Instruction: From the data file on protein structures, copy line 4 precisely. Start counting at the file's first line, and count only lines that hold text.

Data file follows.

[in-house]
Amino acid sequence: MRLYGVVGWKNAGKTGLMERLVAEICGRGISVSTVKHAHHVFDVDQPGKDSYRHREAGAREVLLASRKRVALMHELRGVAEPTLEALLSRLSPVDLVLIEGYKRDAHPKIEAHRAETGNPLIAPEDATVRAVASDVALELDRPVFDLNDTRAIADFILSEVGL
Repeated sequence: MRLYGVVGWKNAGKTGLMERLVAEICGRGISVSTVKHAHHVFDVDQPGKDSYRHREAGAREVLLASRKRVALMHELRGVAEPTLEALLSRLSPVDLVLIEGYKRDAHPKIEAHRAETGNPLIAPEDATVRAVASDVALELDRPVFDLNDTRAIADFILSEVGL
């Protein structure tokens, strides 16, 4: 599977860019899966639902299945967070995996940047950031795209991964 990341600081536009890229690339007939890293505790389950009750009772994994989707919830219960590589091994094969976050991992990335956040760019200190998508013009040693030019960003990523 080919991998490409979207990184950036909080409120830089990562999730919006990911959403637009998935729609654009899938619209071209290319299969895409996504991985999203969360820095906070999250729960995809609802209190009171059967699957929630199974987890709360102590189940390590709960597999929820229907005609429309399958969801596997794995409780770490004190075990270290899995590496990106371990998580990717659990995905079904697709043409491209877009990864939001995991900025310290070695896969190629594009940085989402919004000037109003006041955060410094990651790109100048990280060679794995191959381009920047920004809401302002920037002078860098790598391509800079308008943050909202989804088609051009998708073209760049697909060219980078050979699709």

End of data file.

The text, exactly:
């Protein structure tokens, strides 16, 4: 599977860019899966639902299945967070995996940047950031795209991964 990341600081536009890229690339007939890293505790389950009750009772994994989707919830219960590589091994094969976050991992990335956040760019200190998508013009040693030019960003990523 080919991998490409979207990184950036909080409120830089990562999730919006990911959403637009998935729609654009899938619209071209290319299969895409996504991985999203969360820095906070999250729960995809609802209190009171059967699957929630199974987890709360102590189940390590709960597999929820229907005609429309399958969801596997794995409780770490004190075990270290899995590496990106371990998580990717659990995905079904697709043409491209877009990864939001995991900025310290070695896969190629594009940085989402919004000037109003006041955060410094990651790109100048990280060679794995191959381009920047920004809401302002920037002078860098790598391509800079308008943050909202989804088609051009998708073209760049697909060219980078050979699709």